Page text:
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Патент USA US2410254

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2,410,254
Patented Oct. 29, 1,946
' ‘UNITED STATES PATENT OFFICE.
PROCESS FOR THE PRODUCTION OF I
VITAMIN D
.
James Waddell, Metuchen, N. J ., and Warren W.
Woessner, Wilmington, DeL, assignors to E. I.
du Pont de Nemours & Company, Wilmington,
Del., a corporation of Delaware‘
No Drawing. Application November 21, 1942,
Serial No. 466,497 ’
6 Claims; (Cl. 204-159)
1
i
2
.
This invention relates to an improved process -
for the production of'vitamin D and more par
ticularly refers to a cyclic antirachitic activation
process wherein the provitamin D or mixture
thereof undergoing activation is substantially
stable throughout each phase of the process and
which directly or indirectly result therefrom. A
' further object is to devise a new ‘cyclic anti
rachitic activation process which producesa no
ticeably larger’ yield of ‘vitamin D than was here
tofore possible. A still further object is to ac
tivate provitamin D or mixtures thereof in con
junction with stabilizing agents by means of a
is readily isolated from the activated products.
process wherein it is unnecessary to remove any
It is known that many provitamins D deterio
of the stabilizing agent from the recovered pro
rate rapidly upon exposure to air or other natural
influences, or upon being subjected to activa l0 vitamin D.. Additional objects will become ap
parent from a consideration of the following
tion. vSome provitamins D are more susceptible
speci?cation and claims.
to these deteriorating in?uences than others. For
These objects are attained in accordance with
example, 7-dehydrocholesterol will ' deteriorate
the present invention wherein the stabilized pro
much more rapidly upon exposure to air than will
vitamin D is subjected to antirachitic activation,
ergosterol. Nevertheless, all provitamins- D are
unchanged provitamin D in admixture with ex
subject to deterioration when stored or processed
' under ordinary conditions.
The deterioration of provitamins D is particu
cessive quantities of stabilizing agent is recovered
therefrom, and this is mixed with provitamin D
of substantially greater purity, to produce a re
processes because after each phase of the cyclic 20 sulting stabilized mixture ‘of increased provita
min D content. In a more restricted sense, this '
process it is necessary to separate the-unchanged
invention is directed to a process wherein pro
provitamin D from the vitamin D formed by the
preceding activation step. Separation of these ' vitamin D is antirachitically activated, the re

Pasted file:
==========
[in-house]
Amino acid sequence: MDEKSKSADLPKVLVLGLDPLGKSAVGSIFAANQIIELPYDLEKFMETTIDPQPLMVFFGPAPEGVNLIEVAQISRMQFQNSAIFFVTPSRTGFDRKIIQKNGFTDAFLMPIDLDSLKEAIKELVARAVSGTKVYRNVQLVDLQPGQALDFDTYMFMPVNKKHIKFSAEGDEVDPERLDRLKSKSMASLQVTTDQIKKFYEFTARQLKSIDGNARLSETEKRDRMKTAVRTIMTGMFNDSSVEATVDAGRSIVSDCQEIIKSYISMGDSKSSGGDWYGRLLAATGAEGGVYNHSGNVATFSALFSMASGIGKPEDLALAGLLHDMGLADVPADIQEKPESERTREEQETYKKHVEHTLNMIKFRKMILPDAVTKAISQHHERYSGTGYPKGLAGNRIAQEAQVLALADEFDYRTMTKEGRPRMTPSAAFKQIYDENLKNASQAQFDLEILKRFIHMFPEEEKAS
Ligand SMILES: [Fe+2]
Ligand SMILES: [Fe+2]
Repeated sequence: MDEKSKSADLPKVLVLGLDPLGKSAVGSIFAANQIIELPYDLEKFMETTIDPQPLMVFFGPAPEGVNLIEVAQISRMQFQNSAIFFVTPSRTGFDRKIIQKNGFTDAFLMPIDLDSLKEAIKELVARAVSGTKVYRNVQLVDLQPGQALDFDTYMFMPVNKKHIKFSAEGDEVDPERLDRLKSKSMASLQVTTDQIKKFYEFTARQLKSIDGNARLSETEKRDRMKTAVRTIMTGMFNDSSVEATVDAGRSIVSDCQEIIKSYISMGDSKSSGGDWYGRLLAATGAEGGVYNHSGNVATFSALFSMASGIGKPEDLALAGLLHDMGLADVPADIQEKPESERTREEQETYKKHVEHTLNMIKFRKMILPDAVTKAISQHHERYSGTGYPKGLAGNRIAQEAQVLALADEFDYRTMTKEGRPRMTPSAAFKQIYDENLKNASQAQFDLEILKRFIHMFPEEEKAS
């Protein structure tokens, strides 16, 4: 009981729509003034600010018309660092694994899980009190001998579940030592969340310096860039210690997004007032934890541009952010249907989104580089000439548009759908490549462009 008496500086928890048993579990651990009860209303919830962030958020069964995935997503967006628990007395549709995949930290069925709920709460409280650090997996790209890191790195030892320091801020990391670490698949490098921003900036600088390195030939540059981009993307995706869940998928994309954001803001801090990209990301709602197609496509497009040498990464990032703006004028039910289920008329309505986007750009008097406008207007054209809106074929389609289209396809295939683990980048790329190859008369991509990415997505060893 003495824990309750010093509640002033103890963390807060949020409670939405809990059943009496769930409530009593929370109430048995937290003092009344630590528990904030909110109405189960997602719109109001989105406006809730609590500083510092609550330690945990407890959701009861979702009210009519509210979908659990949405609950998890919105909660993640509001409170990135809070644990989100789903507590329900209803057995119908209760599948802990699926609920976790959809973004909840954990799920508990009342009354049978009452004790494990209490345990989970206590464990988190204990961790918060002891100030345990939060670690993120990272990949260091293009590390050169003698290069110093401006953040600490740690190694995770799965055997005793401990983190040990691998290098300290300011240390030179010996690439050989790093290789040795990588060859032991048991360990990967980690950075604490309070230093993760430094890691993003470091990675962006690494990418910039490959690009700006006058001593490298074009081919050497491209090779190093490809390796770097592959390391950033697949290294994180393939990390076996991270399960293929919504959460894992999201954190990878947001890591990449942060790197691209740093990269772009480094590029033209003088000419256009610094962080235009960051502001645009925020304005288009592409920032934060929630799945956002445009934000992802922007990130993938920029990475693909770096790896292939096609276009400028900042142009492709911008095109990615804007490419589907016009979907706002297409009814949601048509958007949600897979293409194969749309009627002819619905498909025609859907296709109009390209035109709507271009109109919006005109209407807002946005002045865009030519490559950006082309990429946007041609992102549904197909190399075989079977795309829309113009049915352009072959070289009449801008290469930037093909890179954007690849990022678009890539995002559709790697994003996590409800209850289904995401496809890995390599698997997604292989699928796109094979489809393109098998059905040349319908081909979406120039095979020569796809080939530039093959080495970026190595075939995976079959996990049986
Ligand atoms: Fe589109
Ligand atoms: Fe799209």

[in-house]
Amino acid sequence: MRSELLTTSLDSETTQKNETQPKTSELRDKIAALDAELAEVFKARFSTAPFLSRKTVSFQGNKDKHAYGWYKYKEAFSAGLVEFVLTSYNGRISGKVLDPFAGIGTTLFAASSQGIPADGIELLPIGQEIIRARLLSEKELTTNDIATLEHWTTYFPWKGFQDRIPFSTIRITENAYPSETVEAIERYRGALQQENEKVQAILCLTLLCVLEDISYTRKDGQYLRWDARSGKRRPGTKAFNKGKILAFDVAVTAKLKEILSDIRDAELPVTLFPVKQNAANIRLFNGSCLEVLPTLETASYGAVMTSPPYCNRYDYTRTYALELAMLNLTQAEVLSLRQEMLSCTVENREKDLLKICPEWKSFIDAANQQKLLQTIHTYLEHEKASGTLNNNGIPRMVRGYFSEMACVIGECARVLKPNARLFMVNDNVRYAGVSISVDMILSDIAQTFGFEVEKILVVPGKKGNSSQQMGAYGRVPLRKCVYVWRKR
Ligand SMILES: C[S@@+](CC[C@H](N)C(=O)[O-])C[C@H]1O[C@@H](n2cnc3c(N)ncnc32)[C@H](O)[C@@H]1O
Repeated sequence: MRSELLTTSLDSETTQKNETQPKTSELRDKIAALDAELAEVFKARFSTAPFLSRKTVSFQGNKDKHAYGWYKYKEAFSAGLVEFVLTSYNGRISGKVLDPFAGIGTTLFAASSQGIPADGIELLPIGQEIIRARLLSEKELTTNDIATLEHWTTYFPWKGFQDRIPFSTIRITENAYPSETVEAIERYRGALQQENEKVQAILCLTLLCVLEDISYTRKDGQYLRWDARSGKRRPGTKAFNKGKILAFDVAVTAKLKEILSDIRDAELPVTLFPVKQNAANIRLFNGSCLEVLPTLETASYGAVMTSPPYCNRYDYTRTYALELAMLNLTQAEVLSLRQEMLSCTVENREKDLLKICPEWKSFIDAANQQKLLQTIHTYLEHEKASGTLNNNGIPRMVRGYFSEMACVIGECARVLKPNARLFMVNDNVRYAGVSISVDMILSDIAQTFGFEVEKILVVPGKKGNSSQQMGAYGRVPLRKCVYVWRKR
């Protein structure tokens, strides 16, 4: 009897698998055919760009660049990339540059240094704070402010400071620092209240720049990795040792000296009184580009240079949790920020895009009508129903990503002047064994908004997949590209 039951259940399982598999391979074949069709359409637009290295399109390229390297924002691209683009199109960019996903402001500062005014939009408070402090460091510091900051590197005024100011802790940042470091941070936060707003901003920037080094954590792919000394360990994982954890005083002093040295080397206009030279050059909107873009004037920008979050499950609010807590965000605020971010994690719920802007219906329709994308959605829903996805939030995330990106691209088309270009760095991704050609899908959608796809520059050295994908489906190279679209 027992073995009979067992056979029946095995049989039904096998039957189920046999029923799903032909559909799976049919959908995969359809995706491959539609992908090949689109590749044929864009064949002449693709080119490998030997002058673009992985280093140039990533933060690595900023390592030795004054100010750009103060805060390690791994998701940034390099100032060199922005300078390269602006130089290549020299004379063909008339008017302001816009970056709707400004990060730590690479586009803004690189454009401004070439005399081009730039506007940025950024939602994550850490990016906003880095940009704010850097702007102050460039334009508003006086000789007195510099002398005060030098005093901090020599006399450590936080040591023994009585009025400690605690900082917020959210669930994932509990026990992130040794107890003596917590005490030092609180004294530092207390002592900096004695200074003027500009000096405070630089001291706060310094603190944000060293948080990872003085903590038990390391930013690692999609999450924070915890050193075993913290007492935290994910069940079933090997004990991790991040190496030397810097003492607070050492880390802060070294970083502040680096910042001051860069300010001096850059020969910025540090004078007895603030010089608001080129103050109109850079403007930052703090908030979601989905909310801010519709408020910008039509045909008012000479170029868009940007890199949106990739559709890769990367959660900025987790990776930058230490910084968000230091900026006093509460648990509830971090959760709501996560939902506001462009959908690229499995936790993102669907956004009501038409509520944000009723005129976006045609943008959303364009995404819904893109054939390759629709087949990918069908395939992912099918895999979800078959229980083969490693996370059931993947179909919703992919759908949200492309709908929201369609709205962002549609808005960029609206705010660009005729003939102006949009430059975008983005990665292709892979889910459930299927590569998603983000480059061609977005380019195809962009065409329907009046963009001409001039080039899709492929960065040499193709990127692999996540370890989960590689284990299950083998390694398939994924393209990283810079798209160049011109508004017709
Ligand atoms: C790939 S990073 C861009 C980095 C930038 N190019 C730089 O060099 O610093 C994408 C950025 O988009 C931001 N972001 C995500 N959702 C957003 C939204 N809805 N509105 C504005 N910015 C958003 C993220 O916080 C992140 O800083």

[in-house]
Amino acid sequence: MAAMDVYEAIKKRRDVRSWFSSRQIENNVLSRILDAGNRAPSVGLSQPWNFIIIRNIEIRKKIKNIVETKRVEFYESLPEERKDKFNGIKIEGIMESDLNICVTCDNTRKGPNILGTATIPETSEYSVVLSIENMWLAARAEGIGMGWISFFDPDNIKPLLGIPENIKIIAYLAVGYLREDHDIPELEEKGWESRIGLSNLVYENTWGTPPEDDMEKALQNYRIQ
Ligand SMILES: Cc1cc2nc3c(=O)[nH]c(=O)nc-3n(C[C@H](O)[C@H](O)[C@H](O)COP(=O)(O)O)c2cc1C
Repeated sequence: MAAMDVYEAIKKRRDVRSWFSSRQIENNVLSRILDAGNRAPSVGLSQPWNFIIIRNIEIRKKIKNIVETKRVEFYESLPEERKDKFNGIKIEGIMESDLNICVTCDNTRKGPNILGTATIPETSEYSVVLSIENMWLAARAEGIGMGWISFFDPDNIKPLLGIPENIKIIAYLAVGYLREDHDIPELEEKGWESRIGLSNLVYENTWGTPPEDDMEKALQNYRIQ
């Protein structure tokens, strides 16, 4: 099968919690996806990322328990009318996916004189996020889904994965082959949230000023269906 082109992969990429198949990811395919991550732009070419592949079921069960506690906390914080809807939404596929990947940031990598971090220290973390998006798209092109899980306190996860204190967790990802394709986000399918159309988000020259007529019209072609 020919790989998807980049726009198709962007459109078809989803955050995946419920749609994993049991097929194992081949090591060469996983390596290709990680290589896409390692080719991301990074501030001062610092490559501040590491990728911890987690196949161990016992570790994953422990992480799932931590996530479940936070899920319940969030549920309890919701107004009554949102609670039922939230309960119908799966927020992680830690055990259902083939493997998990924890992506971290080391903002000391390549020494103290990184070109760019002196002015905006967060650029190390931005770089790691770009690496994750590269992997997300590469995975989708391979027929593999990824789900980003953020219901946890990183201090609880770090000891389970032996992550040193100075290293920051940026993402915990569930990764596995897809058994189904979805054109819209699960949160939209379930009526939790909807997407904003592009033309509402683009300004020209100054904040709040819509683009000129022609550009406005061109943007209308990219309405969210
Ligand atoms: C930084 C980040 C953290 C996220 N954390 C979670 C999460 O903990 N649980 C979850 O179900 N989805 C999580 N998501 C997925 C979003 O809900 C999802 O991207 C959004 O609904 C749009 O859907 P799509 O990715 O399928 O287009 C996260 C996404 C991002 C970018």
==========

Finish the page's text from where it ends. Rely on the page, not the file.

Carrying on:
sulting vitamin D is separated from the provita
materials is extremely di?icult and customarily
results in the loss of appreciable quantities of pro 25 min D with the. assistance of inactivatable sterols,
and the provitamin D-sterol mixture is intimate
vitamin D, either because of deterioration or be
ly mixed with additional provitamin D to form a
cause of mechanical di?iculties. After the pro
mixture containingat least 30% provitamin D
vitamin D is separated from the vitamin D fur
larly pronounced during commercial activation I
and a su?icient amount of antirachitically inac
ther loss takes place due to deterioration before ‘
it is subjected to the succeeding phase in the 30 tivatable sterols to stabilize the provitamin D.
In a still more restricted sense this invention is
cyclic activation process. These losses have been
concerned with a cyclic process wherein provita
overcome by the use of certain stabilizing agents
min stabilized with inactivatable sterols is sub
in accordance with the invention set forth in a
j ed to antirachitic activation, the resulting
copending application ?led by Rosenberg and _
Woessner on November 21, 1942, Serial Num 35 vitamin D is separated from the provitamin D
and the latter is intimately admixed with addi
ber 466,496, entitled “Stable provitamin D com
positions.” However, after one or more passes ' , tional provitamin D of substantially greater purity
in such ‘quantities that the so-produced mixture
through the cyclic activation process the stable
provitamin D compositions described in the 'fore
containslat least 30 per cent provitamin D. In a
going application contain such a large amount
of stabilizing agent that their further processing
is economically inadvisable. It has been sug-'
gested, to overcome this di?iculty, that the re
covered provitamin Din admixture with exces
still more restricted sense. the foregoing processes
are conducted in such manner that in each acti
" vation step the initial provitamin D mixture con
tains at least 30% provitamin D and at least
20% of inactivatable ‘sterols. In a still more re
sively large quantities of stabilizing agent be 45 strictedrsense,» these processes are conducted on,
treated in order to remove the excess of stabiliz
mixtures containing either, 7-dehydrochclesterol
ing agent.
-or provitamin D from mussels as the activatable
Such treatment, however, is vdisad
substance and either ‘cholesterol or the inactivat
able sterols from mussels as the stabilizing agent.
tivation step to be delayed until it has been com 50 In' its preferred embodiment this invention is
concerned with a cyclic process wherein the pro
pleted. A still further disadvantage is that a
vitamin D subjected to each activation phase of
further loss in provitamin D is occasioned by the
vantageous because it is time-consuming and ex- '
pensive; likewise, it requires the succeeding'ac
removal therefrom of stabilizing agent.
I. '
It is an object of vthis invention to overcome
the processis present in intimate admixture with
a stabilizing agent, the provitamin D constituting
the foregoing disadvantages and many others 545 about 50% of said mixture and the stabilizing
9,410,954.